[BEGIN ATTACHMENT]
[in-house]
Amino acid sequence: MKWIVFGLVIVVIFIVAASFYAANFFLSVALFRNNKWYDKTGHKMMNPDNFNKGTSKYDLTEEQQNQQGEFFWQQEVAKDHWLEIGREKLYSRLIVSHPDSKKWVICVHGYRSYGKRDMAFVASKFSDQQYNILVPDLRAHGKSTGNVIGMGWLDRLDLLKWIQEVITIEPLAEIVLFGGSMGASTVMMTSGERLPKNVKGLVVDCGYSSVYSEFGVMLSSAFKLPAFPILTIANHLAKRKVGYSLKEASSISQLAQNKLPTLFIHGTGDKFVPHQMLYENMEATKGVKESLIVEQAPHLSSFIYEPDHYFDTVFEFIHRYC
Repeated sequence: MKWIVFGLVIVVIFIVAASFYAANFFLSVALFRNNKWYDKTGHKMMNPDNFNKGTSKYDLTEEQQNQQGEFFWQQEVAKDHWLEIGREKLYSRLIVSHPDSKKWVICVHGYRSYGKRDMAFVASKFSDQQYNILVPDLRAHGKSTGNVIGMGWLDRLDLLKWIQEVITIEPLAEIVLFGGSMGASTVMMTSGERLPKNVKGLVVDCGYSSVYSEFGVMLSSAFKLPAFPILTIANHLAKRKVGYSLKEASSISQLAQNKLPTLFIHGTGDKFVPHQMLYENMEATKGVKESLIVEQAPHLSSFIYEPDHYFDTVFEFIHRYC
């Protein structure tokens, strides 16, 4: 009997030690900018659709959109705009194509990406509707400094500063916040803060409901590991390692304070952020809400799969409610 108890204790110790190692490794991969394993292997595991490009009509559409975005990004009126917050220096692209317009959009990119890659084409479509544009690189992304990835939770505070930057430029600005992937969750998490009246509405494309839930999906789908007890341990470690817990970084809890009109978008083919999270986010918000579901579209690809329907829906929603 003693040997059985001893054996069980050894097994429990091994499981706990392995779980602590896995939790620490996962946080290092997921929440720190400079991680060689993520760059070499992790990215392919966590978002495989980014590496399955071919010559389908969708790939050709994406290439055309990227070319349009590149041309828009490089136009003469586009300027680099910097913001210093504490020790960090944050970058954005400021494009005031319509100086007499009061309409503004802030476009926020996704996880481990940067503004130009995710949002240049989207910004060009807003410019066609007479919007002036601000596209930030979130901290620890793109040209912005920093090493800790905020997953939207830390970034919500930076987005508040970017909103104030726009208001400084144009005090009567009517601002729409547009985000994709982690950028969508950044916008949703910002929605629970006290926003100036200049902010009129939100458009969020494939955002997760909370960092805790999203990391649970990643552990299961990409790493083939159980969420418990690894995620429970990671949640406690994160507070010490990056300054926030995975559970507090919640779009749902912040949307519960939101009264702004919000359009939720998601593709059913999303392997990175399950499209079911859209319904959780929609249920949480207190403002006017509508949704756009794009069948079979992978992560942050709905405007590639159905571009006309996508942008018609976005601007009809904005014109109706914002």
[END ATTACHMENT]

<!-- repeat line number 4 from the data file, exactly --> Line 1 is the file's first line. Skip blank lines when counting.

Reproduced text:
């Protein structure tokens, strides 16, 4: 009997030690900018659709959109705009194509990406509707400094500063916040803060409901590991390692304070952020809400799969409610 108890204790110790190692490794991969394993292997595991490009009509559409975005990004009126917050220096692209317009959009990119890659084409479509544009690189992304990835939770505070930057430029600005992937969750998490009246509405494309839930999906789908007890341990470690817990970084809890009109978008083919999270986010918000579901579209690809329907829906929603 003693040997059985001893054996069980050894097994429990091994499981706990392995779980602590896995939790620490996962946080290092997921929440720190400079991680060689993520760059070499992790990215392919966590978002495989980014590496399955071919010559389908969708790939050709994406290439055309990227070319349009590149041309828009490089136009003469586009300027680099910097913001210093504490020790960090944050970058954005400021494009005031319509100086007499009061309409503004802030476009926020996704996880481990940067503004130009995710949002240049989207910004060009807003410019066609007479919007002036601000596209930030979130901290620890793109040209912005920093090493800790905020997953939207830390970034919500930076987005508040970017909103104030726009208001400084144009005090009567009517601002729409547009985000994709982690950028969508950044916008949703910002929605629970006290926003100036200049902010009129939100458009969020494939955002997760909370960092805790999203990391649970990643552990299961990409790493083939159980969420418990690894995620429970990671949640406690994160507070010490990056300054926030995975559970507090919640779009749902912040949307519960939101009264702004919000359009939720998601593709059913999303392997990175399950499209079911859209319904959780929609249920949480207190403002006017509508949704756009794009069948079979992978992560942050709905405007590639159905571009006309996508942008018609976005601007009809904005014109109706914002």